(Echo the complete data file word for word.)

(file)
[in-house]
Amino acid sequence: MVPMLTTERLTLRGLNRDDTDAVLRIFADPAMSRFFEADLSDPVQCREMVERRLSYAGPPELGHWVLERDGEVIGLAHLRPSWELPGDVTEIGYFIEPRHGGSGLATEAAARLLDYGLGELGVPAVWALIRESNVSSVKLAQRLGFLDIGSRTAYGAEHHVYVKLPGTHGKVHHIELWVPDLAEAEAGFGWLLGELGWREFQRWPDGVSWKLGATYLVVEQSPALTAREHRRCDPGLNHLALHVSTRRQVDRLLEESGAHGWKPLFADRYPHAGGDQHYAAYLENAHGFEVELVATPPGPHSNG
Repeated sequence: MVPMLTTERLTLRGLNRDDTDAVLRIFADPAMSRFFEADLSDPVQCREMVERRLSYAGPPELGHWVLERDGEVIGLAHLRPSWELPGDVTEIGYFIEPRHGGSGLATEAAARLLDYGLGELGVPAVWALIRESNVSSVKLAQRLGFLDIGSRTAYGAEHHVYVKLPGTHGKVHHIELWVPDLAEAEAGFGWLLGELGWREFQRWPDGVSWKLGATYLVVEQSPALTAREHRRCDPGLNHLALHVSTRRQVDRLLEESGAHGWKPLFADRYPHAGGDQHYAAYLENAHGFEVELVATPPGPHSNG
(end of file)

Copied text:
[in-house]
Amino acid sequence: MVPMLTTERLTLRGLNRDDTDAVLRIFADPAMSRFFEADLSDPVQCREMVERRLSYAGPPELGHWVLERDGEVIGLAHLRPSWELPGDVTEIGYFIEPRHGGSGLATEAAARLLDYGLGELGVPAVWALIRESNVSSVKLAQRLGFLDIGSRTAYGAEHHVYVKLPGTHGKVHHIELWVPDLAEAEAGFGWLLGELGWREFQRWPDGVSWKLGATYLVVEQSPALTAREHRRCDPGLNHLALHVSTRRQVDRLLEESGAHGWKPLFADRYPHAGGDQHYAAYLENAHGFEVELVATPPGPHSNG
Repeated sequence: MVPMLTTERLTLRGLNRDDTDAVLRIFADPAMSRFFEADLSDPVQCREMVERRLSYAGPPELGHWVLERDGEVIGLAHLRPSWELPGDVTEIGYFIEPRHGGSGLATEAAARLLDYGLGELGVPAVWALIRESNVSSVKLAQRLGFLDIGSRTAYGAEHHVYVKLPGTHGKVHHIELWVPDLAEAEAGFGWLLGELGWREFQRWPDGVSWKLGATYLVVEQSPALTAREHRRCDPGLNHLALHVSTRRQVDRLLEESGAHGWKPLFADRYPHAGGDQHYAAYLENAHGFEVELVATPPGPHSNG